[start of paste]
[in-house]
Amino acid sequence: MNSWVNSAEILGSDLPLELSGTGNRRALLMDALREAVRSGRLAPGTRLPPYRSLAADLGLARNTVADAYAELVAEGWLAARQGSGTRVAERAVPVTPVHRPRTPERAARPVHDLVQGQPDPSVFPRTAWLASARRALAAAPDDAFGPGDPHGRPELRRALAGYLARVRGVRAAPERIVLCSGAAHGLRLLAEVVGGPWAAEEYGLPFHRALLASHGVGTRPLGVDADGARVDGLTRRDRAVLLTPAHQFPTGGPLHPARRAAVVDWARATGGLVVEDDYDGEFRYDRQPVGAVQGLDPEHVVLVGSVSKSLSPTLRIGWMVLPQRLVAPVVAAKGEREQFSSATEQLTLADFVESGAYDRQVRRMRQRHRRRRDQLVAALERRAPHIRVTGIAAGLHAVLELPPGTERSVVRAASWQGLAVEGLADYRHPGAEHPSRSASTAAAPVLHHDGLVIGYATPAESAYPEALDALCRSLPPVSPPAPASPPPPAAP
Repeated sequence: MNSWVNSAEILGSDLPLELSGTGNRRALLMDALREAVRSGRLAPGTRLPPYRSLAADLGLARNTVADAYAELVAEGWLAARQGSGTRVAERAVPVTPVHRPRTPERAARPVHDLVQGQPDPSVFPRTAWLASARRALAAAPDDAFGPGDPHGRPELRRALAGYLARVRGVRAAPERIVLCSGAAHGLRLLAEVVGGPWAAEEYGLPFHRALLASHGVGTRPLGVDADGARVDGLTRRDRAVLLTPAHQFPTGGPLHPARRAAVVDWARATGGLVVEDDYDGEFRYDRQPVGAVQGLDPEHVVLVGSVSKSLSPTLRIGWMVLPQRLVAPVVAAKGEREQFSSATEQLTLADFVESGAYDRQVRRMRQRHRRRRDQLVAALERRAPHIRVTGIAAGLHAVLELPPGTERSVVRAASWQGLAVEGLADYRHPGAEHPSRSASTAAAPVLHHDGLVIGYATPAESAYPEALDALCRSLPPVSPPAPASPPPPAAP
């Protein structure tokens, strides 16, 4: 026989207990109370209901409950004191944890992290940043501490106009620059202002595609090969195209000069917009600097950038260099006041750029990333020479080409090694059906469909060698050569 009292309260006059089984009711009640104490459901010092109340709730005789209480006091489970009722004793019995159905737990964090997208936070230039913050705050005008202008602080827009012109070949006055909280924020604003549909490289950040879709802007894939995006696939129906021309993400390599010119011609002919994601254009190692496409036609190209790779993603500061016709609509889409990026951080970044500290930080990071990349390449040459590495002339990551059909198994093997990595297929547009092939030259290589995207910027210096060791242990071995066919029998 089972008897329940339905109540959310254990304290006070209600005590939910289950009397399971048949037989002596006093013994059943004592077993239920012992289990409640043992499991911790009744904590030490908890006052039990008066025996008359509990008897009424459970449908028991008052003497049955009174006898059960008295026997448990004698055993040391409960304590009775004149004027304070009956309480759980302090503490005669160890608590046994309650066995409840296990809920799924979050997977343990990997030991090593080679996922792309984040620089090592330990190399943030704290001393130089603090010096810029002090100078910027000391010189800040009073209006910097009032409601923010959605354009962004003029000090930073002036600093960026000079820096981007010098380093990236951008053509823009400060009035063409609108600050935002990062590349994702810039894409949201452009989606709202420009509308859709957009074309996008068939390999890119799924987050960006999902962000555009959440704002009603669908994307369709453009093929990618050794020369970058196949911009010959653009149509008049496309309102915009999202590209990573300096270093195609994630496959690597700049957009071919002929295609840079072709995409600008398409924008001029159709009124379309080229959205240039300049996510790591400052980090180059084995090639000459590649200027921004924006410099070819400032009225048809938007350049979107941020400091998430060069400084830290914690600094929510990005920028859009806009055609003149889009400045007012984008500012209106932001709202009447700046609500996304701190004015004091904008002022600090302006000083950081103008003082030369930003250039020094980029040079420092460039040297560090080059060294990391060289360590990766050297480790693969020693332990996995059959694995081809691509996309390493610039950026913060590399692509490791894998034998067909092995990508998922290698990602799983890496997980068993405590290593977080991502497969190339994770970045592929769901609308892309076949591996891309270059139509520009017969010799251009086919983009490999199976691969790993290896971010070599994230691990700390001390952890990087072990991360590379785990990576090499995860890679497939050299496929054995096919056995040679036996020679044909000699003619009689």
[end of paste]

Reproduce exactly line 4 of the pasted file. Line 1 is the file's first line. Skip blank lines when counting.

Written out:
């Protein structure tokens, strides 16, 4: 026989207990109370209901409950004191944890992290940043501490106009620059202002595609090969195209000069917009600097950038260099006041750029990333020479080409090694059906469909060698050569 009292309260006059089984009711009640104490459901010092109340709730005789209480006091489970009722004793019995159905737990964090997208936070230039913050705050005008202008602080827009012109070949006055909280924020604003549909490289950040879709802007894939995006696939129906021309993400390599010119011609002919994601254009190692496409036609190209790779993603500061016709609509889409990026951080970044500290930080990071990349390449040459590495002339990551059909198994093997990595297929547009092939030259290589995207910027210096060791242990071995066919029998 089972008897329940339905109540959310254990304290006070209600005590939910289950009397399971048949037989002596006093013994059943004592077993239920012992289990409640043992499991911790009744904590030490908890006052039990008066025996008359509990008897009424459970449908028991008052003497049955009174006898059960008295026997448990004698055993040391409960304590009775004149004027304070009956309480759980302090503490005669160890608590046994309650066995409840296990809920799924979050997977343990990997030991090593080679996922792309984040620089090592330990190399943030704290001393130089603090010096810029002090100078910027000391010189800040009073209006910097009032409601923010959605354009962004003029000090930073002036600093960026000079820096981007010098380093990236951008053509823009400060009035063409609108600050935002990062590349994702810039894409949201452009989606709202420009509308859709957009074309996008068939390999890119799924987050960006999902962000555009959440704002009603669908994307369709453009093929990618050794020369970058196949911009010959653009149509008049496309309102915009999202590209990573300096270093195609994630496959690597700049957009071919002929295609840079072709995409600008398409924008001029159709009124379309080229959205240039300049996510790591400052980090180059084995090639000459590649200027921004924006410099070819400032009225048809938007350049979107941020400091998430060069400084830290914690600094929510990005920028859009806009055609003149889009400045007012984008500012209106932001709202009447700046609500996304701190004015004091904008002022600090302006000083950081103008003082030369930003250039020094980029040079420092460039040297560090080059060294990391060289360590990766050297480790693969020693332990996995059959694995081809691509996309390493610039950026913060590399692509490791894998034998067909092995990508998922290698990602799983890496997980068993405590290593977080991502497969190339994770970045592929769901609308892309076949591996891309270059139509520009017969010799251009086919983009490999199976691969790993290896971010070599994230691990700390001390952890990087072990991360590379785990990576090499995860890679497939050299496929054995096919056995040679036996020679044909000699003619009689």